Congressman Bob Gibbs

Representing the 7th District of Ohio

Portman, Brown, Manchin, Renacci and Gibbs Renew Push for Pro Football Hall of Fame Commemorative Coin Act

June 11, 2013
Press Release

Washington, D.C. – Today, U.S. Senators Rob Portman (R-OH) and Joe Manchin (D-WV) and U.S. Congressman Jim Renacci (R-OH-16) joined members of the Pro Football Hall of Fame to renew their push for the Pro Football Hall of Fame Commemorative Coin Act in advance of the Hall’s 50th anniversary in September.

Following the press conference, the bicameral group, along with cosponsors Senator Sherrod Brown (D-OH) and U.S. Congressman Bob Gibbs (R-OH-7), are hosting a reception to celebrate the Hall of Fame’s 50th Anniversary and to talk about this legislation.  The Hall of Famers will join the reception after engaging in a series of meetings across the Senate to garner support for the measure.

Members include Floyd Little, RB Denver Broncos (Syracuse University), HOF Class of 2010; Lynn Swann, WR Pittsburgh Steelers (University of Southern California), HOF Class of 2001; Kellen Winslow, Sr., TE San Diego Chargers (University of Missouri), HOF Class of 1995; and Steve Largent, WR Seattle Seahawks (University of Tulsa), HOF Class of 1995.  Former Virginia Governor and Senator George Allen will also be on hand to represent his father, George Allen, Hall of Fame coach of the Los Angeles Rams and Washington Redskins, HOF Class of 2002.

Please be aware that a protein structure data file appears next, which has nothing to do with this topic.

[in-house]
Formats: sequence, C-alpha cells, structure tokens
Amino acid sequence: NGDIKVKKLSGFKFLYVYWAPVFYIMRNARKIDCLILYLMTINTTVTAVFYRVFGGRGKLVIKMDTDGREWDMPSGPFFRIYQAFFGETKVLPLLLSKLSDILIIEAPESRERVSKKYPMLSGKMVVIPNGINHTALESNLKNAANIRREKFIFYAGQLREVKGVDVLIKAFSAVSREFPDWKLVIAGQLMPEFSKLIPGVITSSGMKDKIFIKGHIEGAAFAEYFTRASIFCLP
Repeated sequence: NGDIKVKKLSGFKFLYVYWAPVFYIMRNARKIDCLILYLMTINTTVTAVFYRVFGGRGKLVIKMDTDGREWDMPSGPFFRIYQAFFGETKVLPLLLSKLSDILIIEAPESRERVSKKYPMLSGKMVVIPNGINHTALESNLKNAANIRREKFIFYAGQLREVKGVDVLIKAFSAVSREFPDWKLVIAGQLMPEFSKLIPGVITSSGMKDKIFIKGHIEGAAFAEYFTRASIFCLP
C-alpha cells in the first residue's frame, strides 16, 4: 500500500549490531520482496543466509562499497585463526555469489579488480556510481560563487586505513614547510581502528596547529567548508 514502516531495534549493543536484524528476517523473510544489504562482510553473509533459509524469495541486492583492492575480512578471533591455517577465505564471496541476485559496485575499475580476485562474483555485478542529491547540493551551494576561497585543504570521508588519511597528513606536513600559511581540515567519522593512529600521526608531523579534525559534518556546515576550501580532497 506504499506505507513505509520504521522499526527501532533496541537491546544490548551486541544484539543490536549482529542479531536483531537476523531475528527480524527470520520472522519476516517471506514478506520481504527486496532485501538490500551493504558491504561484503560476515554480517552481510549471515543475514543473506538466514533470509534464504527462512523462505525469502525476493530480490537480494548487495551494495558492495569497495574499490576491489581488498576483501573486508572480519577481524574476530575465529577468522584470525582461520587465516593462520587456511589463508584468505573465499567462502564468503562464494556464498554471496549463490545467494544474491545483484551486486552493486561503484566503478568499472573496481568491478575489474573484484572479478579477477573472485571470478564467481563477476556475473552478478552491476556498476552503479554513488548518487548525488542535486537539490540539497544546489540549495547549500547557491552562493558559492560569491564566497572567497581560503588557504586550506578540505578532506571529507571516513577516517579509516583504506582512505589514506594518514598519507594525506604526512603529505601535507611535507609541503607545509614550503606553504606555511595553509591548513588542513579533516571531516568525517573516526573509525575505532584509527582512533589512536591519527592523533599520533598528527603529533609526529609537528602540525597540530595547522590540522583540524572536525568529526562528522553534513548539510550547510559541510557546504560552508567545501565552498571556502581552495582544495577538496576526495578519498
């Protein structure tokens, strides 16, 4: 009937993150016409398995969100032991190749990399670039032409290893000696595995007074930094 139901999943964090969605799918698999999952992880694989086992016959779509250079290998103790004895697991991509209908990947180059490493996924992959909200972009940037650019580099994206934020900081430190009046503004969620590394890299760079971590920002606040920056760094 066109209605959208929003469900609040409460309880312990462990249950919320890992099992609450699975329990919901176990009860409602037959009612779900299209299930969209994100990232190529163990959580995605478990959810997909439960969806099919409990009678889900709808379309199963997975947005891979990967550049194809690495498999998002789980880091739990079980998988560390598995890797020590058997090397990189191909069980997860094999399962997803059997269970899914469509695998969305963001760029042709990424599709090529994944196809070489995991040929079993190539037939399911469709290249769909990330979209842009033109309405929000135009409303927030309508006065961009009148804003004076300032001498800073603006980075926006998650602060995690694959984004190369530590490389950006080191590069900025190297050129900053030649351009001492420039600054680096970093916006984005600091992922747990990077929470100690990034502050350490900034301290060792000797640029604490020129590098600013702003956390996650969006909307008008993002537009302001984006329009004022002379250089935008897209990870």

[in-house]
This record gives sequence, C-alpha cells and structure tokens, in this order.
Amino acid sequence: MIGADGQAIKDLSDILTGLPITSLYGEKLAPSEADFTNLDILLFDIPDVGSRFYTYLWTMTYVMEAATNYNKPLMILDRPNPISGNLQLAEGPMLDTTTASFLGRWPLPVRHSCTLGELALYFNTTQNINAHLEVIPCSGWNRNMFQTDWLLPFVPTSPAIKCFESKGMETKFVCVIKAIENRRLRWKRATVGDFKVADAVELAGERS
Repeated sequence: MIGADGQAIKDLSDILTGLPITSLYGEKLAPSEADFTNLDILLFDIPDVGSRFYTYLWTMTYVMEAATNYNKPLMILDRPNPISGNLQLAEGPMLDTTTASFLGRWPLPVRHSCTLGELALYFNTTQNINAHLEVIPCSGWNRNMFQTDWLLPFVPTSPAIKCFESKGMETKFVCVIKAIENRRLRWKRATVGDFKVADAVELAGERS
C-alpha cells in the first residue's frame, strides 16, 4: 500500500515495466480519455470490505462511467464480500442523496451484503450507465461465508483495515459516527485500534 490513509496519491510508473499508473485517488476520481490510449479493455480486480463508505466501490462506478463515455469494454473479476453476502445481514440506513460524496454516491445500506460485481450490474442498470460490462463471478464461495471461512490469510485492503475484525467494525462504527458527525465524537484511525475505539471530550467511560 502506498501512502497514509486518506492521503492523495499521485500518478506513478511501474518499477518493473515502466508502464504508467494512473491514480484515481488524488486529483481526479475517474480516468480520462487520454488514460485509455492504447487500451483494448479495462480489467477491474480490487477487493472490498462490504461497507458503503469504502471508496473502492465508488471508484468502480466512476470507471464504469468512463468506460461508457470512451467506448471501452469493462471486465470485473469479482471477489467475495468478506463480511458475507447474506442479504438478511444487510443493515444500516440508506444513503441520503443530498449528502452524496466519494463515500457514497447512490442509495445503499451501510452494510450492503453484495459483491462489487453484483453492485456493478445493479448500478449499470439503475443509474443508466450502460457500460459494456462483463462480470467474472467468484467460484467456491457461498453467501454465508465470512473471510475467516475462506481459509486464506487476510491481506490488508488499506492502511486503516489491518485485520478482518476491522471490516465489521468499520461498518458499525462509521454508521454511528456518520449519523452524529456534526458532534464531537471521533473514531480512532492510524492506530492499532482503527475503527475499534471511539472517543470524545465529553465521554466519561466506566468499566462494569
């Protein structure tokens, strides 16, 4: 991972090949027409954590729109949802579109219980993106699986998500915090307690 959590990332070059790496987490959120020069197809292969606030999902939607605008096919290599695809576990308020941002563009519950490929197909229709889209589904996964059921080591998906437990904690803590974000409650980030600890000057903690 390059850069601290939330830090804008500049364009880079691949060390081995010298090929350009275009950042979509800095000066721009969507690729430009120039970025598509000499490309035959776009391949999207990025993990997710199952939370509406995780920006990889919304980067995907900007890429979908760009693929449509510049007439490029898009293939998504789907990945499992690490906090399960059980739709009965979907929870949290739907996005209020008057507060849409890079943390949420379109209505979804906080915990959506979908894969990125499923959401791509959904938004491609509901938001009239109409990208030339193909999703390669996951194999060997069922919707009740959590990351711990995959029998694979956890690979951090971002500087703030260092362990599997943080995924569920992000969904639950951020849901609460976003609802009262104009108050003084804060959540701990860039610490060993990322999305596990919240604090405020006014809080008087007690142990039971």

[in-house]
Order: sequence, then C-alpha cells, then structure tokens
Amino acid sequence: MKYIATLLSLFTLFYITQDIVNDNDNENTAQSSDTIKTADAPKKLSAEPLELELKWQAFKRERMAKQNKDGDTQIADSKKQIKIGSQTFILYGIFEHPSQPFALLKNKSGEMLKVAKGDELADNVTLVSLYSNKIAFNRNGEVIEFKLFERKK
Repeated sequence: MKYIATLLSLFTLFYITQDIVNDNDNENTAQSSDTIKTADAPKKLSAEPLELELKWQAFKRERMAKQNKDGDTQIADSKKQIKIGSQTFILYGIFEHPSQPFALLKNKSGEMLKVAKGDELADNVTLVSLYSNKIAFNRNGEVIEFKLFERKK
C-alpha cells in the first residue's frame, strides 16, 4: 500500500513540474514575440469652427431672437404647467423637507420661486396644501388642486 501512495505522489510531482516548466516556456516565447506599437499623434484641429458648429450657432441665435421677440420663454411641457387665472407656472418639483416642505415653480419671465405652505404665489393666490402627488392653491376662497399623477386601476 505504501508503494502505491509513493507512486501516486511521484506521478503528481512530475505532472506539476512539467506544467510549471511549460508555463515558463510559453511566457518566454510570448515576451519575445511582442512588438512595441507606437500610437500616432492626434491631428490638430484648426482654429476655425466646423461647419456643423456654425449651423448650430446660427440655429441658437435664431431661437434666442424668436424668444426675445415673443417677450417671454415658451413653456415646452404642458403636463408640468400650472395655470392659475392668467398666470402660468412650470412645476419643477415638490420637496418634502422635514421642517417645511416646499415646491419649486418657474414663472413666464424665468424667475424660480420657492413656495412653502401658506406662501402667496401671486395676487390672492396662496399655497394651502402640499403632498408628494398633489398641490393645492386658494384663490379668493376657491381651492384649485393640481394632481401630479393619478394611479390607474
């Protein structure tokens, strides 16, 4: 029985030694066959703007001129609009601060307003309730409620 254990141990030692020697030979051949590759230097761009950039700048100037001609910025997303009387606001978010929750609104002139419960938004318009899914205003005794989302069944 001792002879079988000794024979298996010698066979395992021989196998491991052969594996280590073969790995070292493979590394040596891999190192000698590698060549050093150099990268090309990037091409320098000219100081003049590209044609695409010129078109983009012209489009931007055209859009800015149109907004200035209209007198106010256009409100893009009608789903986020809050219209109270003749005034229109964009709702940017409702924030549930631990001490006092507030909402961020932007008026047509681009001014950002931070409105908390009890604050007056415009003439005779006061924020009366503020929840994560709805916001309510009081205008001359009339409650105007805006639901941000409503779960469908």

In February 2013, Portman and Manchin introduced bipartisan legislation in the Senate authorizing the U.S. Mint to create a commemorative coin in recognition of the Pro Football Hall of Fame in Canton, Ohio.  In April, Renacci and Gibbs, along with 12 other members of the Ohio Congressional delegation, introduced corresponding legislation in the House of Representatives.

“Canton, Ohio is the birthplace of professional football.  And anybody who's visited the Pro Football Hall of Fame in Canton, with its instantly recognizable shape and iconic Fawcett Stadium, leaves with a fond memory and a better sense of where the positive values of America's most valuable sport came from," said Portman.  “Values like teamwork, integrity, and determination are distinctly Ohioan and are promoted by the Hall of Fame.  This bipartisan legislation commemorates this important work and will help set the Hall of Fame on course for the next 50 years.”

“The Pro Football Hall of Fame is not only the pride of Canton, but another example of Ohio’s strong inventive history,” said Brown.  “The Hall of Fame represents the highest level of achievement in our country’s most popular sport and for the 23 Browns and Bengals who grace its halls.  A commemorative coin is the appropriate way to recognize the jobs, economic impact, and honor the Hall of Fame has brought to Canton, Northeast Ohio, and our state.”